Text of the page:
Austin’s population boom and market real estate conditions have put aordable housing to rent and own even further out of reach for many residents since the city set its goals in 2017.
Under those guidelines, a family of four at 80% of the median family income in the Austin area should spend about $1,846 MONTHLY on a mortgage for a home worth LESS THAN $245,000 . New homebuyers are advised to spend NO MORE THAN 28% of their monthly income before taxes on a mortgage and NO MORE THAN 36% on all debt payments including mortgage. PATH TO HOMEOWNERSHIP SOURCE: FEDERAL HOME LOAN MORTGAGE CORP.COMMUNITY IMPACT NEWSPAPER • income • debt and expenses • credit and cash on hand KEY CONSIDERATIONS:
C O S T I S S U E
HOME PRICES (CITY OF AUSTIN)
The median sale price of a single-family home in Austin JUMPED BY NEARLY 50% from 2017-21.
Median family income limits determine who can access aordable housing. Income levels in the Austin-Round Rock metro area JUMPED 21.5% for 100% MFI from 2017-21.
$100K $80K $60K $40K $20K 0
FAIR MARKET RENTS (AUSTIN METRO AREA) The monthly fair market rent for a one- bedroom apartment in the Austin area has INCREASED BY NEARLY 25% since 2017.
100% median income
“very low- income”
PERCENTAGE OF MEDIAN FAMILY INCOME BASED ON FOUR-PERSON HOUSEHOLD
SOURCES: AUSTIN BOARD OF REALTORS, CITY OF AUSTIN, U.S. DEPARTMENT OF HOUSING AND URBAN DEVELOPMENTCOMMUNITY IMPACT NEWSPAPER
remains tied up in the courts. The issue of rewriting the code has divided some residents. Some are concerned over landowners’ rights to have a say in local development and existing neighborhood qualities. Others have questioned whether a large-scale code rewrite is necessary, given the total number of houses, condos and apartments continuing to rise across town. Another segment has suggested limiting single- family zoning and focusing on denser options. Ocials have chipped away at parts of the code over the years with policies such as targeted bonus programs. Those give developers permissions such as additional height or building area in exchange for aordable housing or related fees. The city and observers have also acknowledged that Austin’s current permitting process is hindering some development. “We’ve actually seen that over the years, our fees and our development permitting times have just gone up,” said Awais Azhar, amember of the Planning Commission. “For particularly aordable housing providers and people who are working to essentially save every bit of money … the challenge then becomes that we’re adding extra costs and burdens.” Despite slow-changing policy and disappointing headway, there is still time to turn the situation around, HousingWorks Executive Director Nora Linares-Moeller said. She said whatever council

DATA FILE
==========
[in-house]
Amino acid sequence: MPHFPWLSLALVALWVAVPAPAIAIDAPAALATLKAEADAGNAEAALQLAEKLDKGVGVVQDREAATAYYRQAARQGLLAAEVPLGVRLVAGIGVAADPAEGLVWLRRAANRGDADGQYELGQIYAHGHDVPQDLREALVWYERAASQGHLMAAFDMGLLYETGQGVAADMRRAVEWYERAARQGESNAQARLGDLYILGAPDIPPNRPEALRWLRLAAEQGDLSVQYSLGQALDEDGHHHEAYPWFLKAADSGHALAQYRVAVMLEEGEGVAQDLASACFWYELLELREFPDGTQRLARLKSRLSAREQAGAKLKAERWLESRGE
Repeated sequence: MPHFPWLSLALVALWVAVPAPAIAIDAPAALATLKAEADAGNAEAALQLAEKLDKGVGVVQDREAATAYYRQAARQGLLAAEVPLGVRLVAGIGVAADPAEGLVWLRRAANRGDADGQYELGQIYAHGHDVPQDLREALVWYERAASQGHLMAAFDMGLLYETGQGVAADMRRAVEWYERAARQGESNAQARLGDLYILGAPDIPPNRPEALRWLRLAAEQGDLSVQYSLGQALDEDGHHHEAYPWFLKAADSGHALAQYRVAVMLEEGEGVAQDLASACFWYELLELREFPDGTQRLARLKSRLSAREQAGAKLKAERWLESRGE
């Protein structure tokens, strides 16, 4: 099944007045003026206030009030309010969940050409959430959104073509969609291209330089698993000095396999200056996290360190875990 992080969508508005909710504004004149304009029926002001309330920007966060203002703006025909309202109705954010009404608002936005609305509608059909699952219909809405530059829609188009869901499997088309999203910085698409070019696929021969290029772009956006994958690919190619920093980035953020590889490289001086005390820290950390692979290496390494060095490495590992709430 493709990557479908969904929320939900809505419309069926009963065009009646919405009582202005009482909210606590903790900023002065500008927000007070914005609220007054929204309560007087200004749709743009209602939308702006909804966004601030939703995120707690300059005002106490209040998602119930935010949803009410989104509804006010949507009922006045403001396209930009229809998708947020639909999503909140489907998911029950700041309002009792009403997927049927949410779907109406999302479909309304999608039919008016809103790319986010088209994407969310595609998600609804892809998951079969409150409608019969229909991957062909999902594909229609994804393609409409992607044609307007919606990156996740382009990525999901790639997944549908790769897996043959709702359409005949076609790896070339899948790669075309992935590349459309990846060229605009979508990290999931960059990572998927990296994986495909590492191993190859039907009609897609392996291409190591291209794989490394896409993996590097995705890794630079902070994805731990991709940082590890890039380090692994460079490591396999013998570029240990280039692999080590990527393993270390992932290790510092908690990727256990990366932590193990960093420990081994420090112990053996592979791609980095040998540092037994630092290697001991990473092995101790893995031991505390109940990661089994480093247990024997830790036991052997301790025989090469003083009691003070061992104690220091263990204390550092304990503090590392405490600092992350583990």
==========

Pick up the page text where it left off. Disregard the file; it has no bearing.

members do now can aect the city’s future progress. “We try to remind people of how dicult it is to put aordable units on the ground ... you can’t stop,” she said. Some of the city’s strategies include continuing to invest the $40 million of remaining 2018 housing bond dollars and pursuing vacant land for accessible housing. May is also hopeful the federal government will change how it assists with housing. Where this leaves Austinites Whether backed by the city or nonprots and private developers, new aordable projects are breaking ground each year. Private developments such as The Quincy and Aura on Lamar, two apartment complexes in the MLK Station area, and Pathways at Goodrich Place developed by the city housing authority, have recently added aordable units. For residents in need of less costly spaces, the city’s focus on aordability can prove essential to keeping them in town. Maryse Sae, who owns a home in the Mueller district, said she feels like she “won the lottery.” “I think my experience is fairly rare, and I am conscious of that and grateful every day,” Sae said. But while the city continues to grow, housing prices are not easing up, a fact analysts said will further drive the need for more of this type of housing. “Whether you realize it or not, it aects you,”
Linares-Moeller said. “We’re talking about neighborhood workers, people that should be able to live close to their jobs just like you. If you start to look at who needs housing that’s aordable, you will be surprised at how people who are members of your family and people that work in your local stores are the people that are most aected.” Azhar said the issue shouldmatter to all residents, regardless of income. “If you’re a taxpayer, if you’re someonewhowants to see a city function in the best way, there’s things we should be wanting,” Azhar said. “For example, having those housing opportunities for folks is critical for economic growth.” Despite earning what he considers a “decent” income, former Austin resident John Halverson said rising rental prices over the years forced him and his wife to frequently move around the city, trying to nd a place they could aord. They ultimately moved back to Montana where he said they hope to get a nancial foothold and start a family. “We have somewhere we can aord to live that still gives us a path to the middle class,” he said. “I know most aren’t as lucky.”
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